renter asking for a W-9

5 Replies

My daughter has been renting a house for a couple of years. She is about to sublet one of the rooms to someone. The new tenant is requesting my daughter fill out a W-9 so the new tenant's employer can pay her rent directly from her employer to my daughter. This sounds odd since my daughter is not the landlord, she pays all the rent to the landlord and is renting one bedroom to the prospective tenant. Any suggestions or input is appreciated.

@Tidal Creek

It sort of makes sense since your daughter is doing the subletting.  She is the new tenant's landlord as the agreement is between your daughter and this new tenant, right?  Or, am i misunderstanding..

The W-9 makes little sense since your daughter isn't going to be an employee.  This should make the rent payments actually earned income subject to payroll taxes and the like in my layman's opinion.  You should consult a professional or two.

Good luck.

If your daughter is subletting, she is the landlord. Suggest she check her own lease to see if she is even allowed to sublet. Most like she isn't allowed to add an occupant without consent of the landlord. If she does sublet, it would be appropriate for her to provide a W-9. While I've never received a 1099 from a tenant, technically you are supposed to provide one to anyone you pay over $600/year to who is not a corporation. Rent paid to a professional property manager does not have to be 1099'd because the PM sends those to the owner (and the IRS). Hopefully this helps!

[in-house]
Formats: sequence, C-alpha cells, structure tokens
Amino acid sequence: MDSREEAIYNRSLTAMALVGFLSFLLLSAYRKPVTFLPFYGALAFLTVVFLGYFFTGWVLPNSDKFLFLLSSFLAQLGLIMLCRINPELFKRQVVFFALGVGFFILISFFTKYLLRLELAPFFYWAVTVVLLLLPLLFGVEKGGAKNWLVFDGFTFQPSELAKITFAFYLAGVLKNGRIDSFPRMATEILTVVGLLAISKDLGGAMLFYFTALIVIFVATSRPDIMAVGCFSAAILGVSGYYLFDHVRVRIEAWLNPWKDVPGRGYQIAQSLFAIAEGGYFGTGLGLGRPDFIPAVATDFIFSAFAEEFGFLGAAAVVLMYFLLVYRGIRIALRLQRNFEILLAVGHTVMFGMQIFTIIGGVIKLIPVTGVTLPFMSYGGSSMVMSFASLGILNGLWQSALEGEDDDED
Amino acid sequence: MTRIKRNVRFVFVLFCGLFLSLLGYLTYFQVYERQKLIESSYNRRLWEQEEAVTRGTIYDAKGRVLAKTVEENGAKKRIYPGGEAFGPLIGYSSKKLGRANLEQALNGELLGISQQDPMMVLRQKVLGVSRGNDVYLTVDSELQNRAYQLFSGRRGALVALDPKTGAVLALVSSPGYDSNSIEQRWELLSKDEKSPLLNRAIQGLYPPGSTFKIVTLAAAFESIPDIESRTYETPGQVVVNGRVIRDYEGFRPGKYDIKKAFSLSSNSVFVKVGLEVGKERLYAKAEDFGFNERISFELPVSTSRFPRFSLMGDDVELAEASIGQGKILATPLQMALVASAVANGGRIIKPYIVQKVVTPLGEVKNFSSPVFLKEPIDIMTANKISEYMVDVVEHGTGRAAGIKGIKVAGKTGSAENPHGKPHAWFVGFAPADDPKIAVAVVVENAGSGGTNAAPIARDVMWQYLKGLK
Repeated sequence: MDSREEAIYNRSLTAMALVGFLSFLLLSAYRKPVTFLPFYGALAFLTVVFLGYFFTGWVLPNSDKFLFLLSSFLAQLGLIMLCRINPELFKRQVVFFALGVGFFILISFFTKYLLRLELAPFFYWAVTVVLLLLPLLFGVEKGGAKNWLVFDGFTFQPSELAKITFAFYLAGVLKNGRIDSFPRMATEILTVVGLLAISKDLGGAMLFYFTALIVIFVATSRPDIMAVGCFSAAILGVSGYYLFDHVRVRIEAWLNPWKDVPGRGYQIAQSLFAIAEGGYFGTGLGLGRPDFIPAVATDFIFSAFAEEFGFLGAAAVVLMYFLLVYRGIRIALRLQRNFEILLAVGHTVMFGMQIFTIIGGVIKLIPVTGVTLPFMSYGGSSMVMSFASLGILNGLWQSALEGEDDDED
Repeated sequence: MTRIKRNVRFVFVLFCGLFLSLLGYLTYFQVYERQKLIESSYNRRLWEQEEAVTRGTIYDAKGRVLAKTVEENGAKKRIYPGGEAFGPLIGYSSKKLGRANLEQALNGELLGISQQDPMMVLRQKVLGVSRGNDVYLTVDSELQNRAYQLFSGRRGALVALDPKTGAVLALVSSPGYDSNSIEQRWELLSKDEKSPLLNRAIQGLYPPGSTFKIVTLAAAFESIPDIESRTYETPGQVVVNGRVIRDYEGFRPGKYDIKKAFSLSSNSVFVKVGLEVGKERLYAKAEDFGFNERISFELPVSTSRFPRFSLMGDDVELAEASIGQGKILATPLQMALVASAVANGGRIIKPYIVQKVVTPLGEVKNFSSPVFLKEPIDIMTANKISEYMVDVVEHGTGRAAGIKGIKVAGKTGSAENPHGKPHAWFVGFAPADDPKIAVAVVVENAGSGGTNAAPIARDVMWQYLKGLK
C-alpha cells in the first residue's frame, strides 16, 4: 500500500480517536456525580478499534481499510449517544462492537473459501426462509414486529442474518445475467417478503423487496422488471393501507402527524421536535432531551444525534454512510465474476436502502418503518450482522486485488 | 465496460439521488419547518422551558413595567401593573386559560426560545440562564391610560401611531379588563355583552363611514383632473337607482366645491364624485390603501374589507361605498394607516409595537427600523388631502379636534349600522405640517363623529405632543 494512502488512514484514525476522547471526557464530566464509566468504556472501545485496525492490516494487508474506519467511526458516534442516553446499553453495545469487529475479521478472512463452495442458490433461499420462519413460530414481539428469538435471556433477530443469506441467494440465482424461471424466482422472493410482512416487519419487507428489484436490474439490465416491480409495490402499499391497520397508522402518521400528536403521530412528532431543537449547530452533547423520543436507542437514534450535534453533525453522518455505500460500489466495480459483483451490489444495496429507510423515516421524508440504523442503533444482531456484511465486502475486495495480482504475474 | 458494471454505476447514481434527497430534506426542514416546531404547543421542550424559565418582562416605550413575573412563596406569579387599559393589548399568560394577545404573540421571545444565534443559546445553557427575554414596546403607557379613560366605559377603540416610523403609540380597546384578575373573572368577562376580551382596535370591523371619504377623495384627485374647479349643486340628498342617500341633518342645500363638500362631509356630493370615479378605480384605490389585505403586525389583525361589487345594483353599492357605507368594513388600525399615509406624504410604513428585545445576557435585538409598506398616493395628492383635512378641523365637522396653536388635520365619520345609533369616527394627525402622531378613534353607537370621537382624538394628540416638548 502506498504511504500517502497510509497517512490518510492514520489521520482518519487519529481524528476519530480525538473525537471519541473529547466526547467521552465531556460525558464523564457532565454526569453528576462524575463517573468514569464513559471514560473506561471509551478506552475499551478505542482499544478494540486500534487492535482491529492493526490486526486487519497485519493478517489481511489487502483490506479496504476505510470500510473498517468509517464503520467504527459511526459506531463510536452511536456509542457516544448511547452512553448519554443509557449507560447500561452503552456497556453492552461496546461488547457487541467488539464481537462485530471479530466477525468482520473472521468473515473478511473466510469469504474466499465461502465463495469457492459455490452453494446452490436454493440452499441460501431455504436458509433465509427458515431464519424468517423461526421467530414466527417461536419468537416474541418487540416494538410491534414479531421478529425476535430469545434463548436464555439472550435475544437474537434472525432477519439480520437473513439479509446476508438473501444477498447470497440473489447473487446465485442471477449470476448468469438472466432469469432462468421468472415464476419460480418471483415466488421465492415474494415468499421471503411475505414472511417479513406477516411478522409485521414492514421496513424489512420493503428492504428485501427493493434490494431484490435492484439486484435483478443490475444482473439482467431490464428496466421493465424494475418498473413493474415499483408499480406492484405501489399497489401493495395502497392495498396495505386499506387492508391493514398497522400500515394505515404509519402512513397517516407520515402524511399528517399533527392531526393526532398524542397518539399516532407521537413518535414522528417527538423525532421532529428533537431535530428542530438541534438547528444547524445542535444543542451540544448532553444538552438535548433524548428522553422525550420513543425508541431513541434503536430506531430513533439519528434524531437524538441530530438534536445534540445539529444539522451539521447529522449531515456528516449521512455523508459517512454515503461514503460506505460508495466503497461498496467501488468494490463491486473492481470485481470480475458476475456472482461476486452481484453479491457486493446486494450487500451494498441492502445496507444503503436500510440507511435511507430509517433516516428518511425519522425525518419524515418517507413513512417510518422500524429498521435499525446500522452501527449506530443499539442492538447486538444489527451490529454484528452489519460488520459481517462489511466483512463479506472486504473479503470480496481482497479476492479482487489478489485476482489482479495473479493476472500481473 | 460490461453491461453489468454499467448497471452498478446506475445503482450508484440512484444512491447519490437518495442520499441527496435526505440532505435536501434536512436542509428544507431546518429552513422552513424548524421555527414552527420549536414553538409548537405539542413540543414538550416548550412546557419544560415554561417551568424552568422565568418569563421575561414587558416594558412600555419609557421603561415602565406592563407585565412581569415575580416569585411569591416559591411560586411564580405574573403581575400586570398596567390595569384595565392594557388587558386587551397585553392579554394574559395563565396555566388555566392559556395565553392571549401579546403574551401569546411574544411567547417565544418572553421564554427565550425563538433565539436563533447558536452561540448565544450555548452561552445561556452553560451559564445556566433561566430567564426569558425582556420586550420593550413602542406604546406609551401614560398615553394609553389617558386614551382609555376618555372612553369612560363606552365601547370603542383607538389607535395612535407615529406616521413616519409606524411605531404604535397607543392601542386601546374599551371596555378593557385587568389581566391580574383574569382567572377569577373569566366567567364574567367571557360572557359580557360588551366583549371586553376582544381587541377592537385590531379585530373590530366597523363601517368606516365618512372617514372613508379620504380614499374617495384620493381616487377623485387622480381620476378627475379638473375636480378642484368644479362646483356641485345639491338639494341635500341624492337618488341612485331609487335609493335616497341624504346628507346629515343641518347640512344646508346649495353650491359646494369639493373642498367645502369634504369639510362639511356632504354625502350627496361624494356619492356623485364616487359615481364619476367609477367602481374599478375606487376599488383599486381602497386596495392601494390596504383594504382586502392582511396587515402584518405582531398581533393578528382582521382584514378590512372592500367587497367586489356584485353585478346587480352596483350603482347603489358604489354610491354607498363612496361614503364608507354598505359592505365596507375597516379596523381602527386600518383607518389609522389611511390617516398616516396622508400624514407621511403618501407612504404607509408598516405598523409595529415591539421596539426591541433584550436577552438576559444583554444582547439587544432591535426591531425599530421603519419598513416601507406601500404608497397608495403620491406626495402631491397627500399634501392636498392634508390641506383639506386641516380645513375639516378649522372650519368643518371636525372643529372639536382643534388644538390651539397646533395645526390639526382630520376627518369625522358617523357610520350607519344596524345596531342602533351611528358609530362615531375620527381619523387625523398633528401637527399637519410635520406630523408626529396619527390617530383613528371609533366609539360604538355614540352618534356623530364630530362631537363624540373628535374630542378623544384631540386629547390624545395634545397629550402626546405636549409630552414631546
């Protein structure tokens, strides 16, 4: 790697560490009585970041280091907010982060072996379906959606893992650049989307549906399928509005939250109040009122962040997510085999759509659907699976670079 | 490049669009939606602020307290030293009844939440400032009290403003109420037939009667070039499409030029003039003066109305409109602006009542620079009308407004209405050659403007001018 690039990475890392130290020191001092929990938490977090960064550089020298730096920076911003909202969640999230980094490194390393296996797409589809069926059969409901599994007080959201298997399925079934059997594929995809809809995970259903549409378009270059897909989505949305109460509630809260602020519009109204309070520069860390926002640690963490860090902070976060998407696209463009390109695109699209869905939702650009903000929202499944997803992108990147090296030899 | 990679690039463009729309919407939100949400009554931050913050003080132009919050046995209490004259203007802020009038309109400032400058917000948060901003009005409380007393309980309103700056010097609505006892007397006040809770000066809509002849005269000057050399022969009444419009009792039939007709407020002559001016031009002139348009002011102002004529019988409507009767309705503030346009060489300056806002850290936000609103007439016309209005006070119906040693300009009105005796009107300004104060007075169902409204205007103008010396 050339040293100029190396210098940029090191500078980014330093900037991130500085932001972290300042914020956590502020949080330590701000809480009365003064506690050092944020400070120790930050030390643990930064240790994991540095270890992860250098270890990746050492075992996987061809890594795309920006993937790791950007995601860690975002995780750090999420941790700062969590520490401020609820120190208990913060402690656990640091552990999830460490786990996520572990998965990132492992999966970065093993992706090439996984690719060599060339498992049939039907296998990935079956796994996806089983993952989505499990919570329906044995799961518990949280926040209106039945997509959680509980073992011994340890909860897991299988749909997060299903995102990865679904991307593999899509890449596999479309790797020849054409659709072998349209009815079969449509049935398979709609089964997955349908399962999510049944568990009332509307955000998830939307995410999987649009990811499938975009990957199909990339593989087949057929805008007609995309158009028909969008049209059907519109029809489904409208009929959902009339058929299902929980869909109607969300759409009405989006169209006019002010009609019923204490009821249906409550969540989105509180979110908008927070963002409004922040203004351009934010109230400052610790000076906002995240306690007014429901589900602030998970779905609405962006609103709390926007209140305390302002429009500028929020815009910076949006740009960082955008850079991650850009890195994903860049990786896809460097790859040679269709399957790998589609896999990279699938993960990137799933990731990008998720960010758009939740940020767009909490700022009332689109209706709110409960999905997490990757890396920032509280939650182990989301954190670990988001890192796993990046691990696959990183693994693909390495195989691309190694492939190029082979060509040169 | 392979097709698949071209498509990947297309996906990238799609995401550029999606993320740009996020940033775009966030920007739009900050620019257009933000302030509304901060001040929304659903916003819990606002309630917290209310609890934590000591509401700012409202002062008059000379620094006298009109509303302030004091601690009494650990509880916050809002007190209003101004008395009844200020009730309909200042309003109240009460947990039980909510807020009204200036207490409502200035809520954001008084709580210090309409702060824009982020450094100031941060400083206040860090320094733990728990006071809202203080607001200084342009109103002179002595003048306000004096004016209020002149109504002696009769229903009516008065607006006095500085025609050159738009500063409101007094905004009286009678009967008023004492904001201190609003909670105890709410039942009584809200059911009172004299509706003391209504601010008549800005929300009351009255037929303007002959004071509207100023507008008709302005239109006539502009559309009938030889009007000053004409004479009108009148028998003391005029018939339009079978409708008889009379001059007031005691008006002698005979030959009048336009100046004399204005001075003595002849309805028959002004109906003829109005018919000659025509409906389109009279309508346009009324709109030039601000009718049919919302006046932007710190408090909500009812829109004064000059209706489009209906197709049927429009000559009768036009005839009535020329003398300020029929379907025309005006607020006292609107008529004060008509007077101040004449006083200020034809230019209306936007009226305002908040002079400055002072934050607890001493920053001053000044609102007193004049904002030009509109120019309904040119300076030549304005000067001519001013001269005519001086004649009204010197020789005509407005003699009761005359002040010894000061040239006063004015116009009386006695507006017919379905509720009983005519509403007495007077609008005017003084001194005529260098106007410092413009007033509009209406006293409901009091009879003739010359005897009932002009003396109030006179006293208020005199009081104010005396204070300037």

@David M. -I believe so, but I am not an accountant.  Attached is what Intuit has to say on this subject. The way for your daughter to avoid paying tax is to have the roommate added to the lease.  This is a much safer option also.  Click the link below to see what Intuit has to say on the subject.

What Intuit has to say about subletting income being taxable.

@Patti Robertson

Oh, I read through some of it.  It came to mind that this would be similar if it occurred "one level up."  Its taxable, but as passive income since even subletting should be a categorically a passive event.  For sure, the deductibility would be complex since its renting/subletting a single room.  That's what just came to mind.  Thanks.